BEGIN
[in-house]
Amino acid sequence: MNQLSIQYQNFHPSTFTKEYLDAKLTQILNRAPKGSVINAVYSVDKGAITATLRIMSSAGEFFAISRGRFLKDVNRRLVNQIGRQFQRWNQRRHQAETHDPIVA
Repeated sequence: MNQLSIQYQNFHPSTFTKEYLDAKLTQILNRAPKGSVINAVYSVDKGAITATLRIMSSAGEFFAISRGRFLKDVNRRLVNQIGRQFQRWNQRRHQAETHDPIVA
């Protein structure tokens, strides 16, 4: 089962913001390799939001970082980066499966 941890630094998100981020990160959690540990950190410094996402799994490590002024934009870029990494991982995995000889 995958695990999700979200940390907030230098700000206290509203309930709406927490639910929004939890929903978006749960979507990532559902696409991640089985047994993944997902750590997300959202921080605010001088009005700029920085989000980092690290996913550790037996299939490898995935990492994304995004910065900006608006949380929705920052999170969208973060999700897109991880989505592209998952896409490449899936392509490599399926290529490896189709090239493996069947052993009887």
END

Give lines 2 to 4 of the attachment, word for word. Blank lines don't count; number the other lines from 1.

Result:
Amino acid sequence: MNQLSIQYQNFHPSTFTKEYLDAKLTQILNRAPKGSVINAVYSVDKGAITATLRIMSSAGEFFAISRGRFLKDVNRRLVNQIGRQFQRWNQRRHQAETHDPIVA
Repeated sequence: MNQLSIQYQNFHPSTFTKEYLDAKLTQILNRAPKGSVINAVYSVDKGAITATLRIMSSAGEFFAISRGRFLKDVNRRLVNQIGRQFQRWNQRRHQAETHDPIVA
């Protein structure tokens, strides 16, 4: 089962913001390799939001970082980066499966 941890630094998100981020990160959690540990950190410094996402799994490590002024934009870029990494991982995995000889 995958695990999700979200940390907030230098700000206290509203309930709406927490639910929004939890929903978006749960979507990532559902696409991640089985047994993944997902750590997300959202921080605010001088009005700029920085989000980092690290996913550790037996299939490898995935990492994304995004910065900006608006949380929705920052999170969208973060999700897109991880989505592209998952896409490449899936392509490599399926290529490896189709090239493996069947052993009887």